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Commissioners question awarding lowest-bidder contracts

Some St. Louis County commissioners questioned the practice of awarding contracts to the lowest bidder, when other companies might do more for local workers.

Some St. Louis County commissioners questioned the practice of awarding contracts to the lowest bidder, when other companies might do more for local workers.
As a result, action was delayed a week on the Virginia 911/public works expansion project.
Tuesday, the board faced two public works projects. One was a cold storage building in Floodwood, the other a metal clad building in Virginia that will provide storage and work space for the road construction engineering division.
Morton Buildings Inc., was the low bidder for both projects. In Floodwood, Morton came in at $48,447, well below the next bidder, Lester Building Systems at $56,690.
But in Virginia, the bids were tighter. Morton came in at $51,878. Max Grey Construction was $54,200, and Lenci Enterprises was $54,300.
For the Floodwood project, Commissioners Mike Forsman, Steve Raukar and Paul Plesha voiced concerns that it would be built without union labor.
At least some of the commissioners were contacted by the building trades regarding the vote but Commissioner Peg Sweeney said the unions had adequate time to come forward with their concerns about Morton, but hadn't provided anything concrete. She also pointed out the contracts required paying prevailing wages.
County Attorney Alan Mitchell advised that unless there was a rational basis for not awarding the bid, denying it would risk litigation. Subsequently, the Floodwood project was approved unanimously.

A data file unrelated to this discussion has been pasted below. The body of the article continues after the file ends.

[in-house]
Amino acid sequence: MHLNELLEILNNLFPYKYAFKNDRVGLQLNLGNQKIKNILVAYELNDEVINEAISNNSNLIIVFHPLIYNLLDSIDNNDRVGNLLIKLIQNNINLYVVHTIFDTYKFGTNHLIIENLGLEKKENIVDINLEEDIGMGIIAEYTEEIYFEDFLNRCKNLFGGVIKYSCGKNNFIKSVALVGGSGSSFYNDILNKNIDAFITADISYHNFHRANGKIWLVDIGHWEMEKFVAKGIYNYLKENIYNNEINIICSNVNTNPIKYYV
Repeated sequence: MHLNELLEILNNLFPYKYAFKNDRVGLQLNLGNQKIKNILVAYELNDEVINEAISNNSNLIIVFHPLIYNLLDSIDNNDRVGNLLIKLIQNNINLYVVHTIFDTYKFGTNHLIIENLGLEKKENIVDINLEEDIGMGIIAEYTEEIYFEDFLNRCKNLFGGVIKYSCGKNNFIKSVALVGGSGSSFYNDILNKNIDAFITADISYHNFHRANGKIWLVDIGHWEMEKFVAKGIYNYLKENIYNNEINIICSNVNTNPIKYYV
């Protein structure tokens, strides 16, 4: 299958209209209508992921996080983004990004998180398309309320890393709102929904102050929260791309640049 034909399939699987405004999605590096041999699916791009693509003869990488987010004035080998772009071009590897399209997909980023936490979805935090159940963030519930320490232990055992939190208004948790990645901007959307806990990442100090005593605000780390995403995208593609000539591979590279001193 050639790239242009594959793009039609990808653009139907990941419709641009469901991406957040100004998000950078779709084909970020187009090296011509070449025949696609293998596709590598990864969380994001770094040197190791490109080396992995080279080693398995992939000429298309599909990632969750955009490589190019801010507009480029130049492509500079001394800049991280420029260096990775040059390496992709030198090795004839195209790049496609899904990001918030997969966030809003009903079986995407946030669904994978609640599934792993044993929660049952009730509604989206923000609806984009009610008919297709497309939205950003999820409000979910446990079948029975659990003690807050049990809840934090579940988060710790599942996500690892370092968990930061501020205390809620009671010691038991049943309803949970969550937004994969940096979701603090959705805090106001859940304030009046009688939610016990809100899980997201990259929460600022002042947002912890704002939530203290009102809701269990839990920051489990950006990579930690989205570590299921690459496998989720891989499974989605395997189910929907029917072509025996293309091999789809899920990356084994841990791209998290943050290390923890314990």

But the building in Virginia hit closer to home for some commissioners as two of the three bidders were Iron Range firms. There were similar arguments against awarding the bid to Morton, a national company with a unit in Grand Rapids.
This is a time to look the issue in the eye and challenge it," said Raukar. "... I would be willing to go with the second bid here."
Plesha noted the second and third bids were within $100 of each other, and said he'd support keeping the tax dollars in St. Louis County.
"We certain give lip issue to the idea of trying to create jobs and keep dollars at home," Raukar said. "I think this may be an opportunity to break from the rank of doing what is rational and challenge this and award the second bidder."
"If you want to stay legal here, either accept the Morton bid or reject them all," Mitchell said. "If you reject all bids you can figure it's going to be a good two months, though if you award it to Max Grey or Lenci we will do what we can to defend it."
Raukar moved to table it for a week. It passed 4-3, with Raukar, Forsman, Plesha and Commissioner Joanne Fay voting in favor.
In other action, the board approved paying more for the right of way costs for a snowmobile trail to connect the Willard Munger State Trail in Hermantown to the North Shore Trail in Duluth.
Originally, the total cost had been set at $100,000 for the right of way agent to acquire easements. That has been raised to $150,000 for easements from about 80 landowners.

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